A lot of the enjoyment in Soccer is capitalizing on strategy. Finding a way to exploit a weakness or seeing how styles clash against each other. Captain Tsubasa: Rise of New Champions has virtually none of that. It whittles everything down to a simple concept, but perhaps one that is too simple. Out shoot your opponent. But basically, it is all you need to do. There is some tug of war, some fight, but the creativity of the beautiful game is gone.

Think about this, the only time it matters in what direction you to try shoot the ball is if you get in a penalty shootout. Otherwise, every shot you take, barring an AI error, will be initially stopped by the goalkeeper. Then, depending on where their health bar is, the keeper either blocks it or it magically goes through their hands and in the net. I’m not joking, what I just described NEVER changes.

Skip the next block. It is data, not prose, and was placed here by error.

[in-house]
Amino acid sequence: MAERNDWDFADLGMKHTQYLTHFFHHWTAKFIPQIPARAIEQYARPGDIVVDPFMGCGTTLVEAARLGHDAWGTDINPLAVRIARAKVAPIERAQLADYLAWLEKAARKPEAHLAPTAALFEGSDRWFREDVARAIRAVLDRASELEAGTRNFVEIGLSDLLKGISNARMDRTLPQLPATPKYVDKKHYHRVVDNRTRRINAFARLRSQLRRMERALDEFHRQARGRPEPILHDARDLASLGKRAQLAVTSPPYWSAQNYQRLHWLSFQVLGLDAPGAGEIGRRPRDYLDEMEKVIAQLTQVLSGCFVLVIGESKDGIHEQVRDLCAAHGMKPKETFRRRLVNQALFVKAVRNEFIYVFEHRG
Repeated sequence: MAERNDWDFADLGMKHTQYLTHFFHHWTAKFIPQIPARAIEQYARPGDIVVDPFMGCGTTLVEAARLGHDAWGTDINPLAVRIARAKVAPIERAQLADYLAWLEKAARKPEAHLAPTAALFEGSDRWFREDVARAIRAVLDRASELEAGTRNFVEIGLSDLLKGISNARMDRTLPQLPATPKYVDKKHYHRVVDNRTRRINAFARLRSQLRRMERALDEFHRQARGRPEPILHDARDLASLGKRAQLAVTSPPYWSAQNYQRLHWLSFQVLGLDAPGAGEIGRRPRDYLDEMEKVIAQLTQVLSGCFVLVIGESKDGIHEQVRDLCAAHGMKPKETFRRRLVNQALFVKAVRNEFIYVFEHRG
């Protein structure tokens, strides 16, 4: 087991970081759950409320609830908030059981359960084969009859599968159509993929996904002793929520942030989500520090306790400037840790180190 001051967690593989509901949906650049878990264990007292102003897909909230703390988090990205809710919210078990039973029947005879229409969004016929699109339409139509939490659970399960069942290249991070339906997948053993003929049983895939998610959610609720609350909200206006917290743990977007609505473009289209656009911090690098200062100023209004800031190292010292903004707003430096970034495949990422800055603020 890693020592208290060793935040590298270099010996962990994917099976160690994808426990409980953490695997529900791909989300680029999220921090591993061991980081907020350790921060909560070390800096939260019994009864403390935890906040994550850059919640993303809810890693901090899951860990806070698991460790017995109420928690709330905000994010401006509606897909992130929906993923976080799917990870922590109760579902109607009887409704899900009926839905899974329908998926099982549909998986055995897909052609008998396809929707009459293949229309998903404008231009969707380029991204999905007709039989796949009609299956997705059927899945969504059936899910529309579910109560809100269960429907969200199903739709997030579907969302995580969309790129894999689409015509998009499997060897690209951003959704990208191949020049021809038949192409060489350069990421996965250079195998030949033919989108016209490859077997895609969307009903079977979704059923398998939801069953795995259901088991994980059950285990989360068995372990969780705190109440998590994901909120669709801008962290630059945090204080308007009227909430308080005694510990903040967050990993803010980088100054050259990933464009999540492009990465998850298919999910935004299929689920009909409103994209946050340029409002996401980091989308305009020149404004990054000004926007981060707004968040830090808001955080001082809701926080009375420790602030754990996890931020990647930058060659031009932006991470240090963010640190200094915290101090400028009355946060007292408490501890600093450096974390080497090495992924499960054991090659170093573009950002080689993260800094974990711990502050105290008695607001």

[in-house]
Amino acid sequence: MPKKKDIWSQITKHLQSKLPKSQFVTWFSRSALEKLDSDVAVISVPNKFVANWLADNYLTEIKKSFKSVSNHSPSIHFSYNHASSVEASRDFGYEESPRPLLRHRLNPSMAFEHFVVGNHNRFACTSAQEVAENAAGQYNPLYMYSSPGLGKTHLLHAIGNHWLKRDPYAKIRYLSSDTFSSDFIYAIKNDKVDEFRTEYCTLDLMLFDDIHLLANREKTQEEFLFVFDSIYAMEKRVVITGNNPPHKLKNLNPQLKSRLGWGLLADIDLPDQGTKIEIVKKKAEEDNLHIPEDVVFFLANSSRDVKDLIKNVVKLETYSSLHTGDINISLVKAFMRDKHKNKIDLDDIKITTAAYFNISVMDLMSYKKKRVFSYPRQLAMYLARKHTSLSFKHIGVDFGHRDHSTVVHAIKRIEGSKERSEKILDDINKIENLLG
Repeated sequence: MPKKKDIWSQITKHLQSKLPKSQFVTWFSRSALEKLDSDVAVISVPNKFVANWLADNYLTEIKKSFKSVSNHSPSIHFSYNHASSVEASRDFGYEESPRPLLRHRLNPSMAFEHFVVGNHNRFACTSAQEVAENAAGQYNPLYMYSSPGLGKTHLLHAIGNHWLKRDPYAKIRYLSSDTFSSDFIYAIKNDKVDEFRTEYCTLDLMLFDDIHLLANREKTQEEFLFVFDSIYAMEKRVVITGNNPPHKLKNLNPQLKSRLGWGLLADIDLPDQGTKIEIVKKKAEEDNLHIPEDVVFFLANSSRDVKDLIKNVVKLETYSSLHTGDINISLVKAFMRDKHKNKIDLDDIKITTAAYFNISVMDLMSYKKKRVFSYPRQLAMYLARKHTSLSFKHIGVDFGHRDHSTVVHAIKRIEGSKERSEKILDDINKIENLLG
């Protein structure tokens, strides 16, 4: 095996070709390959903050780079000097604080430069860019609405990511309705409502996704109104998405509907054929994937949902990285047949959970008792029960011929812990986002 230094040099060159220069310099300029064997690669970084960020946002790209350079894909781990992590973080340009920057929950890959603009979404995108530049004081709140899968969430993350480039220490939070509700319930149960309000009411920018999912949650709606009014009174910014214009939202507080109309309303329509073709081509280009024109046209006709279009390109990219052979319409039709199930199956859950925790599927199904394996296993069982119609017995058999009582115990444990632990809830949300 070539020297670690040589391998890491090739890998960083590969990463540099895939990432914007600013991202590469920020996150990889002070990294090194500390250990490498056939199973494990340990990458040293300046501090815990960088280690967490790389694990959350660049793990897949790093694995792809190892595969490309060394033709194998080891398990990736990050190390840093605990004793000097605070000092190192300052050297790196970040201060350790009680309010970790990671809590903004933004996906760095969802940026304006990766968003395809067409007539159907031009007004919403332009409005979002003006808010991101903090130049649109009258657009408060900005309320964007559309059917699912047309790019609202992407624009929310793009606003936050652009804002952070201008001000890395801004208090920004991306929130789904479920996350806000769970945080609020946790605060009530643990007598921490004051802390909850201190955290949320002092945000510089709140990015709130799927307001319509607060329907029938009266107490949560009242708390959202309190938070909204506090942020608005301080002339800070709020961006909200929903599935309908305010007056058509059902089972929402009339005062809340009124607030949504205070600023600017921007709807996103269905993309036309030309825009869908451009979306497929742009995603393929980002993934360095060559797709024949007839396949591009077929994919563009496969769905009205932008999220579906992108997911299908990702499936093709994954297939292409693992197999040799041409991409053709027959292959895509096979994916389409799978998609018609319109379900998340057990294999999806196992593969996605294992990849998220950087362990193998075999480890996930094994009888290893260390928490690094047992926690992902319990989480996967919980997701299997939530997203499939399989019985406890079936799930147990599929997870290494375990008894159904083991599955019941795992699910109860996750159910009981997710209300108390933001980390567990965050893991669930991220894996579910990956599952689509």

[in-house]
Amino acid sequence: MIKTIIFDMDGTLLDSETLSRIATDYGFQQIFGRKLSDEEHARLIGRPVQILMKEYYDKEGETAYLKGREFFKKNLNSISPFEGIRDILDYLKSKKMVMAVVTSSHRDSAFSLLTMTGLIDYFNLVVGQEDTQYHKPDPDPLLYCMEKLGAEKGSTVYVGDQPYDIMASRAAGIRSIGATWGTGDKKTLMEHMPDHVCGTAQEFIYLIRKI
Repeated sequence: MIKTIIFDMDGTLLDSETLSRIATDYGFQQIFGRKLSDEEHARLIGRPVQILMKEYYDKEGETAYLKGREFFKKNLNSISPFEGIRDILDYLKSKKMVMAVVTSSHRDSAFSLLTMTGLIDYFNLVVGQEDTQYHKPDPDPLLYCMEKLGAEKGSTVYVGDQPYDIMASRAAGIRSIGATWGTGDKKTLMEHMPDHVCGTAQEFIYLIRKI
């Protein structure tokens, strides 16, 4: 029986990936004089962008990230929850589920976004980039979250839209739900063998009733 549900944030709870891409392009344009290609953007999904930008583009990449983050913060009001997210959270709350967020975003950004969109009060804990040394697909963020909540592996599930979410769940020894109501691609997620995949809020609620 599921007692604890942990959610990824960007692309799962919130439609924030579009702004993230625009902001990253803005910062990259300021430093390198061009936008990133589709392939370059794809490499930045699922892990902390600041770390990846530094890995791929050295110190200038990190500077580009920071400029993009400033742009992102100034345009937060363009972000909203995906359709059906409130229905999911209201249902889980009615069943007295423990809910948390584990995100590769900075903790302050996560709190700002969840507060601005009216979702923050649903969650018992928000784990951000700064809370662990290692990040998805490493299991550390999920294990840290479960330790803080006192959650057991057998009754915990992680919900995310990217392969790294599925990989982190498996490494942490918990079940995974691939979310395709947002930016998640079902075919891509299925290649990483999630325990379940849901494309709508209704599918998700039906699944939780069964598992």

At least when playing online it is much more of a battle than in singleplayer. So there’s more joy in playing against someone because both of you know what the deal is. So I found myself having to use tricks, one-two passes, volleys, and through passes for the element of surprise. But ultimately, the developer’s decision to force close games by limiting strategy destroys the enjoyment. Yes, you don’t get the crazy score fests of a Mario Strikers. You also don’t get the heavy pre-game management of a FIFA or PES. But this in-between of both styles is wonderful in the presentation. Not so great in gameplay execution.

Some Issues